In Scotland, Claire and Jamie, now in much more practical, but still gorgeous clothes, travel first to Lollybroach to visit with the Murrays. They then travel to the castle of Clan MacKenzie to try to rouse as many troops as possible for the Jacobite rebellion. Yes, after half a season of Claire and Jamie trying to crush the rebellion by diverting it’s finances – the plan now is to see that the Scots win. Sigh. But the story draws you in, despite the shadow of disaster that hangs over the entire situation. By the end of the season, Claire reveals she is, once again, pregnant. Enjoyable is not the best word to describe the second half of the season – the “fish out of water” humor of part one is gone. However, it is very good, and addictive. Several characters from the first season return, played by the same actors. The scenery is gorgeous and wild. The costumes are really good, and authentic-looking. And it’s the middle of a war – there’s dirt, blood, mud, and death. But remember how the season started? Yeah, even more than part 1, we feel the inevitable coming – Culloden and Claire’s return to 1948.

The last episode of the season, takes a time jump forward for Claire. It’s now 1968, and she and her daughter, Brianna, visit Scotland for the funeral of Rev. Wakefield. Claire’s daughter begins to fall for the grown-up, Roger. We find out Frank is dead. Claire is now a surgeon. Brianna is an angry girl, having recently lost her father. She discovers that Claire went missing for three years – and that during that time she had an affair with her real (biological) father. Claire tries to explain the truth, but no one believes her. By chance, Brianna sees a lecture by a Scottish nationalist. This nationalist turns out to be Geillis, the “witch” burned at the stake in season 1, but not before revealing she’s from 1968. Claire finds her notebooks, and discovers she’s been taking “courses” at the local university. Unlike Claire who accidentally traveled through the stones; Geillis is obsessed – with Scottish nationalism, with Bonnie Prince Charlie and the rebellion, and with learning what she needs to know to live in 18th century Scotland. However, she’s also extremely dedicated to her cause, and a bit mistaken in her beliefs as to how the stones work. The season ends with Claire, Brianna, and Roger seeing Geillis disappear through the stones, and Claire learning that Jamie survived the rebellion. And thus we will have a Season 3.

Outlander is a gorgeous show. The costumes are beautiful. The settings are beautiful. The characters and their motivations are clear and make sense. What Claire and Jamie do, even when they are swept up in events beyond their control, makes sense. The story is from Claire’s point of view, though we see Jamie on his own dealing with Prince Charles in France, and the Scottish generals and Clan leaders in Scotland (rather than disappearing and reporting back to Claire). The acting is always top notch. I enjoyed Season 2 very much and I highly, highly recommend it.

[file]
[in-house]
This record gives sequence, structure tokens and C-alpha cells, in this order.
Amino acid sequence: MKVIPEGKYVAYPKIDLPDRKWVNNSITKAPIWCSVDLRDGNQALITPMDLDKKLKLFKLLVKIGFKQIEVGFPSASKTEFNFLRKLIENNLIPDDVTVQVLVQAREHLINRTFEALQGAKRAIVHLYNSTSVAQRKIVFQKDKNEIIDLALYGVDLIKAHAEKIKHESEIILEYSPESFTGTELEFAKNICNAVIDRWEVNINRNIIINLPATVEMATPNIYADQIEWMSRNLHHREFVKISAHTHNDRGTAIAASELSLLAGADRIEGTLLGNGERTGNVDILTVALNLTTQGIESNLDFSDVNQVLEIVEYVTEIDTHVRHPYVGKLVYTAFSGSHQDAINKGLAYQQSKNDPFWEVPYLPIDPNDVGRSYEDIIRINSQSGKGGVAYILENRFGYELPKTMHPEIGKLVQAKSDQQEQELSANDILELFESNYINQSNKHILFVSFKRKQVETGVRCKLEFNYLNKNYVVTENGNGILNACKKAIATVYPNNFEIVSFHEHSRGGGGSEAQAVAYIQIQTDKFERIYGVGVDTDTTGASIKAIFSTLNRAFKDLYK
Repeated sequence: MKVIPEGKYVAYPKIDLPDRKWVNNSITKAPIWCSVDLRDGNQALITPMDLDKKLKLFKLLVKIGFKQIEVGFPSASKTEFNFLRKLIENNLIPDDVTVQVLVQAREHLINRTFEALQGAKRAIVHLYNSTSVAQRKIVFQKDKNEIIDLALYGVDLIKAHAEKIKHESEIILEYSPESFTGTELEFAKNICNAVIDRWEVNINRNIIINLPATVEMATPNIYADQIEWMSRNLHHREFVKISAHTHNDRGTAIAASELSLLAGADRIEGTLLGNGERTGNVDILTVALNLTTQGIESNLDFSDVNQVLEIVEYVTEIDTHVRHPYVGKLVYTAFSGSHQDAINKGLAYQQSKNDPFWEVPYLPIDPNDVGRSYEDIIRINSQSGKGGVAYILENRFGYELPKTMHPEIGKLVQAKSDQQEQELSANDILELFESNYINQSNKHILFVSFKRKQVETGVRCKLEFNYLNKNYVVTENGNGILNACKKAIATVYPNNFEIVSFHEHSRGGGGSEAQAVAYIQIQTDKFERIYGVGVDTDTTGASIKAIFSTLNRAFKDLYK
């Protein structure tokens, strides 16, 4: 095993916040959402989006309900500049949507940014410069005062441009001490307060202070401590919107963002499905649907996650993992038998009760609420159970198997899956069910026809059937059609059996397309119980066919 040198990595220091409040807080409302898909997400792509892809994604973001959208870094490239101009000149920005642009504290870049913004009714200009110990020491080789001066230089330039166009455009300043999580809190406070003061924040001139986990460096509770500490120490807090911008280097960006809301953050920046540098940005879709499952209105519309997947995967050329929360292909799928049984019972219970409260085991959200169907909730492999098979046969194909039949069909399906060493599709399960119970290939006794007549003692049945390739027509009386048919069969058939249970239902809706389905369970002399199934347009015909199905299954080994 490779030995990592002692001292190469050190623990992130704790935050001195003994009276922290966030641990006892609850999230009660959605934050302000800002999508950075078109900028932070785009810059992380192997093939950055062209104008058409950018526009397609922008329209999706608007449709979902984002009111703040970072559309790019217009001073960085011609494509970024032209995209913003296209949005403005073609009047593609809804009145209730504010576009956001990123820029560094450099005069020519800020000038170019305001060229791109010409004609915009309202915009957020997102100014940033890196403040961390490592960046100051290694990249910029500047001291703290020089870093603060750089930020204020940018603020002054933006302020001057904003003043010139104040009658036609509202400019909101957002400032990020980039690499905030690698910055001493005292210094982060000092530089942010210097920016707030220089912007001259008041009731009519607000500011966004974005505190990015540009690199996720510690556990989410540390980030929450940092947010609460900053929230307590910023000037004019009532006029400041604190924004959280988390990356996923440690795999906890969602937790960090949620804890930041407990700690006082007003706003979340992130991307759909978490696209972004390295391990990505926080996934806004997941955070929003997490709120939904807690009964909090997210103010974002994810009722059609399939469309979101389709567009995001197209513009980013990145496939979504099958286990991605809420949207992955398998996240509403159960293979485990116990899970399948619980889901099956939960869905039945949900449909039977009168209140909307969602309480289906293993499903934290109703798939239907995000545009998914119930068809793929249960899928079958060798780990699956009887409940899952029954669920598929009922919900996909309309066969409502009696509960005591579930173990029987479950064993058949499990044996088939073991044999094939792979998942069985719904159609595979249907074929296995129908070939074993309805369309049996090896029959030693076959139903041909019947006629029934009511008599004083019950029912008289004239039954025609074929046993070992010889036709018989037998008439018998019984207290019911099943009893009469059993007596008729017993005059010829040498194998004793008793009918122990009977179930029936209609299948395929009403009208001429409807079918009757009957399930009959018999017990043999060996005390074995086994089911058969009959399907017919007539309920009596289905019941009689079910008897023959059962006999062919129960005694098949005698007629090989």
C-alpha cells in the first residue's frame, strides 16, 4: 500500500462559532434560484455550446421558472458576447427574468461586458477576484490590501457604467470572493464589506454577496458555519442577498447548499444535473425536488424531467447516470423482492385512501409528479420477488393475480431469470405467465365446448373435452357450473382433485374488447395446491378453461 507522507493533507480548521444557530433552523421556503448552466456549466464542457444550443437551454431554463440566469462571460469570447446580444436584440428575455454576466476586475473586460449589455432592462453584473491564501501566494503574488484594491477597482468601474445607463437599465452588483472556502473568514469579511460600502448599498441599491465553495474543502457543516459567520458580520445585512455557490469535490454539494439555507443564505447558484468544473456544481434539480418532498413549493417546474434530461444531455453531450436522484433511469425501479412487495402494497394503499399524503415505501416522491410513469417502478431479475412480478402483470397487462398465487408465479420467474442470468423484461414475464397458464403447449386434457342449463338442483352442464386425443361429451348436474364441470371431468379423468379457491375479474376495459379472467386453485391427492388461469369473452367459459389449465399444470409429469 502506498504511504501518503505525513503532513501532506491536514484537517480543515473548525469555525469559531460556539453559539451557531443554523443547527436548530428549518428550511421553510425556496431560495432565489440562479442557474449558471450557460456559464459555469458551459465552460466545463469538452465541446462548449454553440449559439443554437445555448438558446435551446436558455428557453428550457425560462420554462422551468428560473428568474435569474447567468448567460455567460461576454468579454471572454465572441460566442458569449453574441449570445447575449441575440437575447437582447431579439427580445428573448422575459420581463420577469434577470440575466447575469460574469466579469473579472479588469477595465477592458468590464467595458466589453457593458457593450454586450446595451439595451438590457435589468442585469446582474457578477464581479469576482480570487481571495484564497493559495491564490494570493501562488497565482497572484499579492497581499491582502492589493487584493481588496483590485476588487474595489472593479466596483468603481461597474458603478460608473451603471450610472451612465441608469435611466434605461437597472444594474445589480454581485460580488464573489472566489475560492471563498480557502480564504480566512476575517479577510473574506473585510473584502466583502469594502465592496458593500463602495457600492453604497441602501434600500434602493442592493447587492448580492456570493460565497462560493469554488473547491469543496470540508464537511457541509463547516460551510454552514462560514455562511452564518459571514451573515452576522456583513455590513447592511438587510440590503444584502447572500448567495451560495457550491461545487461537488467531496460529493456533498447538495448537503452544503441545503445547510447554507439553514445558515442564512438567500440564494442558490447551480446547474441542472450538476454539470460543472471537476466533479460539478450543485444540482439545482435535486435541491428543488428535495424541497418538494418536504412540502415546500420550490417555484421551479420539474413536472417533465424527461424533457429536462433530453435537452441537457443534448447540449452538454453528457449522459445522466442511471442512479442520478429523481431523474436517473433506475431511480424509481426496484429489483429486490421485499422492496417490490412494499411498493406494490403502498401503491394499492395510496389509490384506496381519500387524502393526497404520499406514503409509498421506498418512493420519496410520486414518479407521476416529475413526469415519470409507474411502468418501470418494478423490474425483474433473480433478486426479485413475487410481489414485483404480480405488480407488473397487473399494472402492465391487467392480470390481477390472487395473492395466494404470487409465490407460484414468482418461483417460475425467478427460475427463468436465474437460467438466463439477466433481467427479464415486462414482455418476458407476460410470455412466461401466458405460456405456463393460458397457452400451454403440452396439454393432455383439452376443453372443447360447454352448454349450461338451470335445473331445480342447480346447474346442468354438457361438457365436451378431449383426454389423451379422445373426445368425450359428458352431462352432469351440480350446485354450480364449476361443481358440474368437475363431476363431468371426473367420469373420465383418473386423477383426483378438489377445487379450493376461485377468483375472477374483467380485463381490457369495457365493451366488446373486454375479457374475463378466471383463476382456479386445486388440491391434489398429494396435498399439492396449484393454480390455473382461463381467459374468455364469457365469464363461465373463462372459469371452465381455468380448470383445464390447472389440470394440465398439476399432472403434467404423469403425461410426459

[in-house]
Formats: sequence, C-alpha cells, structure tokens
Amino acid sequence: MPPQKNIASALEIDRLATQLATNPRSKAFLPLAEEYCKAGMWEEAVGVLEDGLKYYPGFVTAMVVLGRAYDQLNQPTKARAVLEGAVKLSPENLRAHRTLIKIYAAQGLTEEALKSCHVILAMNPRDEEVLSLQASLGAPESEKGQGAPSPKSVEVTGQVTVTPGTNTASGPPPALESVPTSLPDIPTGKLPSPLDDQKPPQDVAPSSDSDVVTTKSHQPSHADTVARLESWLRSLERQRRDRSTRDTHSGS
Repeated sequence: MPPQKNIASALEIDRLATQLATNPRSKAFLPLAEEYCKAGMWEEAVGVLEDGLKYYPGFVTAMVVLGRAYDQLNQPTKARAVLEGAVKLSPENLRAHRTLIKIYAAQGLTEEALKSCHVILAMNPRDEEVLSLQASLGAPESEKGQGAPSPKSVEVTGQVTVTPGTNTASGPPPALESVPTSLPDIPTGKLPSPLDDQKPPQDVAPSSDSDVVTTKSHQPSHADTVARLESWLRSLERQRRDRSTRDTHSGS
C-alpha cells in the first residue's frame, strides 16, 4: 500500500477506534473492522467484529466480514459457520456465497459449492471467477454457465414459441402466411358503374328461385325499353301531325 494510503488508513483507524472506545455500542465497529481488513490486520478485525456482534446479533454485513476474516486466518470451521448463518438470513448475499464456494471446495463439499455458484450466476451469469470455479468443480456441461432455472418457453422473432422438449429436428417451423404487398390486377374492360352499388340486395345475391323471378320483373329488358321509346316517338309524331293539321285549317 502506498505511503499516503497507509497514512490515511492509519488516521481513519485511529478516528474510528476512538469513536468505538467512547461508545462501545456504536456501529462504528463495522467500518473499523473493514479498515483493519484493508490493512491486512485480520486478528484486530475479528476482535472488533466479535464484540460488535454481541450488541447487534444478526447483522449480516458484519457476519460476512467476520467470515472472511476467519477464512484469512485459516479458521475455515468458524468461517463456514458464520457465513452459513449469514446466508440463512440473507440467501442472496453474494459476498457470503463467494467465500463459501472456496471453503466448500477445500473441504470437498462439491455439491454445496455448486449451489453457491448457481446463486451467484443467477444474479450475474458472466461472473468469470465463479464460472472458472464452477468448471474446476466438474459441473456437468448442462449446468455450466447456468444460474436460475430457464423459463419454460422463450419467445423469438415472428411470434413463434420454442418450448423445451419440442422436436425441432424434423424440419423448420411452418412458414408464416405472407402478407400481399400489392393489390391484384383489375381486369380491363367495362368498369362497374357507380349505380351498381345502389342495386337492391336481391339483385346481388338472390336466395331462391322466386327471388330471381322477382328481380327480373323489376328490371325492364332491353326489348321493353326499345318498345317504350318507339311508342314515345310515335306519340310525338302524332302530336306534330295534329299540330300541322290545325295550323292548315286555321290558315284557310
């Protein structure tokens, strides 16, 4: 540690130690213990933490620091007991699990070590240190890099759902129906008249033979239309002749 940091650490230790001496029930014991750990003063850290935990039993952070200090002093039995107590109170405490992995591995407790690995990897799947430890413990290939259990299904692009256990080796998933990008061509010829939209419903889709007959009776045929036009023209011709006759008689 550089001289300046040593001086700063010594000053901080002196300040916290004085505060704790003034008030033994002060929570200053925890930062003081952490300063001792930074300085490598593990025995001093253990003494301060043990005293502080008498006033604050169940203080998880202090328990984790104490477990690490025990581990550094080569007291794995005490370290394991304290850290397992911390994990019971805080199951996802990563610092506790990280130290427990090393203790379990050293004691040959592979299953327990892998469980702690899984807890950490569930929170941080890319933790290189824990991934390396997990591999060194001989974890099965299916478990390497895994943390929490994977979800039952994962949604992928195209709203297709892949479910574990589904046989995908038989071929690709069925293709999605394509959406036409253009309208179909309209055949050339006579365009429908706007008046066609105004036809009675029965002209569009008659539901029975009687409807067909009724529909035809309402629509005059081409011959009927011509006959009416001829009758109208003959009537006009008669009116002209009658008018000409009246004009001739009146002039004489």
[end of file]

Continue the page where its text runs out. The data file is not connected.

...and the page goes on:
Read my Review of Outlander Season 1 Volume 1.

Read my Review of Outlander Season 1 Volume 2.

Outlander Season 1 Vol. 2 Review (Spoilers)

  • Series Title: Outlander
  • Season: 1 Vol 2.
  • Episodes:  8
  • Discs:  2
  • Network:  Starz/BBC
  • Cast:  Caitriona Balfe, Sam Heughan, Tobias Menzies, Bill Paterson, Graham McTavish, Douglas Henshall, Laura Donnelly
  • DVD: Widescreen DVD (R1, NTSC)

This second DVD set for Outlander picks-up where the first set cliff-hanger left off. Jamie manages to rescue Claire from the clutches of Black Jack Randall. They return to the MacKenzie’s castle but all is not well. The MacKenzie discovers that Dougal has been raising money for a rebellion against the English king and in support of Bonnie Prince Charlie and the Jacobite cause. The MacKenzie is not happy about it. Dougal is banished, and Jamie’s ordered to see to it that Dougal leaves MacKenzie lands. Jaime warns Claire to stay out of trouble – and to stay away from Geillis, the local healer and Dougal’s secret mistress. Claire, however, is tricked to visit Geillis and the two are accused of witchcraft. Ned Gowen attempts to legally get Geillis and Claire free, but the trial turns against them. Claire learns that Geillis is also a time-traveler – from 1968. As Claire is from 1945 or ’46 – Geillis is from her future. Ned urges Claire to turn on Geillis but she refuses. Jaime arrives to rescue Claire, and Geillis sacrifices herself so the two can leave. Knowing that they cannot return to the MacKenzie clan castle, Jaime and Claire head to Lallybrook – the Fraser clan castle. Jamie finds his sister, Jenny, married and pregnant with her second child. Everything is going fine at the Fraser castle when the Watch arrives. Even with the brigands in the castle, things seem fine, until Jamie is forced into a position to agree to help with their raid. The raid is a trap – Jamie is captured by the British, and most of the gang are killed. First Claire and Jenny try to find Jamie, then Jenny returns to her castle and her new-born baby daughter, and Claire works with the MacKenzies to rescue her husband. Although they save him from being hanged, it isn’t before Jack Randall finds him first and tortures him. Once Jamie begins to recover from his ordeal, he and Claire head to France on a ship.